It’s longer on the inside

On the Beach

We more or less walked the coastal route today from Portland to Cape Nelson light house and then to Cape Bridgewater. It was physically a lot more demanding than I expected – with a lot of ups and downs and winds and twists, and it was actually therefore much longer than google maps had indicated to the camino organisers. It billed at being about 32km, but clocked in at 37.4km. That may not sound like a great difference, but the reality is that around 36km in one day and strange aches and pains start appearing in various muscles  of the feet and legs. Still, everyone made it, even the two that took the wrong turn and ended up doing a 45km day. And one member of our group is 71 years old. He said to me at dinner tonight that he would never have undertaken the walk if he knew exactly how long it was, but I shook him by the hand and said: “You did it.”

Before leaving, I had a conversation with my myotherapist about my walking. “What do you think about while you are walking?”, he wanted to know. Well, I take in the scenary, I listen to music on my iphone, and I pray. “I think that must be the difference,” he said, “If you are praying that gets you to your destination rather than giving up along the way.” Today proved the truth of that. Everyone came through, and arrived at the camp at Cape Bridgewater. No one was hurt – which isn’t to say that we were not all hurting in our own particular physical ways. 

I am aware too that there are many on the Camino who are hurting in other ways. One pilgrim shared with us on the way the last 10 months since her daughter was hit by a car and suffered multiple fractures to the skull. The recovery has been slow, but it has been real – a sign of the power of prayer, she said. Is this why you are doing the Camino?, I asked. “I needed a chance just to get away and process everything we have experienced in the last ten months”, she answered, “and my husband was very supportive.”

One unexpected element along the way was snakes. Many of them. My first encounter this morning was with a dead one that I almost stepped on. I only realised it was dead after my initial recoil. But later in the day the reports started coming in thick of sightings along the path. The second encounter was when I had turned to speak to the bloke behind me and he said, “Did you see that? You just stepped over a snake!” But my final encounter was the most terrifying: I came around a corner at full bore (around 8.5 km/h) only to find a huge snake in my path. He (?) immediately went into fight mode rearing up ready to strike but then, as I hastily backed away, decided on flight instead, much to my relief. I had my walking poles ready to retaliate against any attack (the poles have more than one use on the trail). I think most of the ones we encountered have been Eastern Tiger Snakes – big, thick bodied buggers with yellow bellies. Other pilgrims later reported similar encounters. So, be warned if you plan this trip in the future! Talking about this later to Luke Mills, the creator of the Aussie Camino, he suggested that pilgrimage has always involved risk, and perhaps this is the particular risk of the Aussie Camino. How appropriate that, on a journey of spiritual discipline, the tempter should take the form of a serpent!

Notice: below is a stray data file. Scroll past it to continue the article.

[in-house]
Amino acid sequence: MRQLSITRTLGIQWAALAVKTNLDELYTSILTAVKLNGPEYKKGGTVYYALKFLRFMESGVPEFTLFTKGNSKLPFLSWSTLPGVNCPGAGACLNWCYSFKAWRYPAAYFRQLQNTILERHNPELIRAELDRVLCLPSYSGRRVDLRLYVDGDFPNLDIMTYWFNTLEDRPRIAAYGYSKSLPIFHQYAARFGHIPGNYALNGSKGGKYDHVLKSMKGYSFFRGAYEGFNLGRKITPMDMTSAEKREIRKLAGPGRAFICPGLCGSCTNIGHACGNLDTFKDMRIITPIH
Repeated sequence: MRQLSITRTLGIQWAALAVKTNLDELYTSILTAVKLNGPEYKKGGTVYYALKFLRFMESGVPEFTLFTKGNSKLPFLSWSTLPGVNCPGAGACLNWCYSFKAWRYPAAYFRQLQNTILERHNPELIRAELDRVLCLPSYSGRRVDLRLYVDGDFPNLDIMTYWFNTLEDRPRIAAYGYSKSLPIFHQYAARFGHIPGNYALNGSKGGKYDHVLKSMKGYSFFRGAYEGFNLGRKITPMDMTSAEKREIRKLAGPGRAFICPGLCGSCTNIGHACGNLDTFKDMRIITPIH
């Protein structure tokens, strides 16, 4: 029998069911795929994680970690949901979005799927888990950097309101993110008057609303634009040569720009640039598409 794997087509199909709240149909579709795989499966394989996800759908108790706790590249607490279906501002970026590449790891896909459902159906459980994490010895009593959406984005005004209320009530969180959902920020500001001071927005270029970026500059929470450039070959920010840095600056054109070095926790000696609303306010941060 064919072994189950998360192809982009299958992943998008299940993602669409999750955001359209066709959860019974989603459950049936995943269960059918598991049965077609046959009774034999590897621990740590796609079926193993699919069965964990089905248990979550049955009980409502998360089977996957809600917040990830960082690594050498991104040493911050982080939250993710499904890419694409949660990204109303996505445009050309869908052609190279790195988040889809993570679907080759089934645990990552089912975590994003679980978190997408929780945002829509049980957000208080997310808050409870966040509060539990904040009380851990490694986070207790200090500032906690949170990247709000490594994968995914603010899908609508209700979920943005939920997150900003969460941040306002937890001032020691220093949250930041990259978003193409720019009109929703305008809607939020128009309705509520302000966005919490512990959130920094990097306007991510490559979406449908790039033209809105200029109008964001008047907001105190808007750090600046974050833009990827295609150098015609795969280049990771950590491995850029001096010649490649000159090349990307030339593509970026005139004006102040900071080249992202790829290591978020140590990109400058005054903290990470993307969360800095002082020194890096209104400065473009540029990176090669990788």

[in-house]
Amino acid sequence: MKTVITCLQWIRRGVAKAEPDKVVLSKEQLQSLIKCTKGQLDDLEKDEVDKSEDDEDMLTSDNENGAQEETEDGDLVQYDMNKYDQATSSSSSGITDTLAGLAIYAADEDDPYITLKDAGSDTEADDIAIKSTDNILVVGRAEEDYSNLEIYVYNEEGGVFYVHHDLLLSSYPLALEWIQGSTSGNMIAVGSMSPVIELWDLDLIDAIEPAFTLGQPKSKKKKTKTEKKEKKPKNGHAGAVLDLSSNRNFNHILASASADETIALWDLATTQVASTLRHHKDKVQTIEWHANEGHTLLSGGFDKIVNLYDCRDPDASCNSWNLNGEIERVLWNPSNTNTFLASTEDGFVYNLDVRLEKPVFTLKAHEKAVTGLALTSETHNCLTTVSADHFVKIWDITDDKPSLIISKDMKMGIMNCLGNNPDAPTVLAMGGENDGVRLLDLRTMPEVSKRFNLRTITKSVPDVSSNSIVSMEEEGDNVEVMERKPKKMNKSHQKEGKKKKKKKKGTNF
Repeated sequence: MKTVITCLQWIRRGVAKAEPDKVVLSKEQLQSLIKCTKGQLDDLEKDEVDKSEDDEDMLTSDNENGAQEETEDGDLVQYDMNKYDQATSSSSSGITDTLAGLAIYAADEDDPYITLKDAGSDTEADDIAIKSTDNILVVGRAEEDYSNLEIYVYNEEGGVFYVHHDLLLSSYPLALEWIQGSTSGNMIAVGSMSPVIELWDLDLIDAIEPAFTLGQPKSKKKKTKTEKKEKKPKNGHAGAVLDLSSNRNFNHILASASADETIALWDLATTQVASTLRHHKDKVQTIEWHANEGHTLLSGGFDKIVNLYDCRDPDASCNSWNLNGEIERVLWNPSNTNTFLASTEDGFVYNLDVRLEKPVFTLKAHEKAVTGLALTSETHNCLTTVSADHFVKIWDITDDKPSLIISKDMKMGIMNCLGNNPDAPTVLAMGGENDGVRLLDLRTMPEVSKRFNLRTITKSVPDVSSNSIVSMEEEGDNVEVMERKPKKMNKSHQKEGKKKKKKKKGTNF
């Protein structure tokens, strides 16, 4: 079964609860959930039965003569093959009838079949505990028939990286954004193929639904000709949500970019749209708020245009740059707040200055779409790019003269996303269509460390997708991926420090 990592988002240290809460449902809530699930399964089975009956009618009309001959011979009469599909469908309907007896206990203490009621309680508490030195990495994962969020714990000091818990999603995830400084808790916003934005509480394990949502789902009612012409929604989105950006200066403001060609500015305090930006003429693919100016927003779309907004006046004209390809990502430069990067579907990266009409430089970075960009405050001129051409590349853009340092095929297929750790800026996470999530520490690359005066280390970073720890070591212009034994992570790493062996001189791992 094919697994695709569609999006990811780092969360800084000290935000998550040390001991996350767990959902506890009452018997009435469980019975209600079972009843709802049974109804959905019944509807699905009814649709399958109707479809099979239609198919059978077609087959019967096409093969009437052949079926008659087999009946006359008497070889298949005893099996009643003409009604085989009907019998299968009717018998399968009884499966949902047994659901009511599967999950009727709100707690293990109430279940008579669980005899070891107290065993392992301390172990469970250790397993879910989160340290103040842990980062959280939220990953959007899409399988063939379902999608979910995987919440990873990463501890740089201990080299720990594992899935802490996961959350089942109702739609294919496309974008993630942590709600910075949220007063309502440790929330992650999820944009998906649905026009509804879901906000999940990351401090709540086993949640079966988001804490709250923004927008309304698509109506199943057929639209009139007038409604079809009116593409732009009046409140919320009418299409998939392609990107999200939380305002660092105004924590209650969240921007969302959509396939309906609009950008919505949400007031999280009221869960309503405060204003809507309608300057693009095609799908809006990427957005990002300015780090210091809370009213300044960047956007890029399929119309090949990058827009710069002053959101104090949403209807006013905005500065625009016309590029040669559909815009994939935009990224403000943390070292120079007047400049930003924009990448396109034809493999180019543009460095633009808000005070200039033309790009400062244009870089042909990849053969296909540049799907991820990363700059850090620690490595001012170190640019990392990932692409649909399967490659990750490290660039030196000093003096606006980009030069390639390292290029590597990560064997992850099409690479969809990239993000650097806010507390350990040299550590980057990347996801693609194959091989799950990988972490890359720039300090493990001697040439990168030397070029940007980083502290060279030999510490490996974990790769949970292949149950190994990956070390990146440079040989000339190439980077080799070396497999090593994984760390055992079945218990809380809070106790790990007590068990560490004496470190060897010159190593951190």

The way we walked today was scenically spectacular. We are not tourists, but that did not stop me taking many photographs of the journey. We mainly followed the Great Southern West Walk, which was along cliff tops and, for a goodly number of kms, on the beach. At this point, I put my music selection onto Michael Nyman’s soundtrack for the film “The Piano” – which was really appropriate for the crashing ocean waves, the broad sandy beach, and the thick fog of sea spray in the air.

Tonight’s dinner table was true Camino jolliment and cameraderie. I had brought six bottles of wine along which were shared among all present. We are staying at a school camp, which was also once the location of a Josephite convent. In the morning Fr Greg has offered to say mass for us at 6:15am before we leave at 7:30am, so I perhaps ought to get a bit of sleep! (I have just spent an hour or so talking to Luke about his vision for the Camino over a pipe). 

About Schütz

I am a PhD candidate & sessional academic at Australian Catholic University in Melbourne, Australia. After almost 10 years in ministry as a Lutheran pastor, I was received into the Catholic Church in 2003. I worked for the Archdiocese of Melbourne for 18 years in Ecumenism and Interfaith Relations. I have been editor of Gesher for the Council of Christians & Jews and am guest editor of the historical journal “Footprints”. I have a passion for pilgrimage and pioneered the MacKillop Woods Way.
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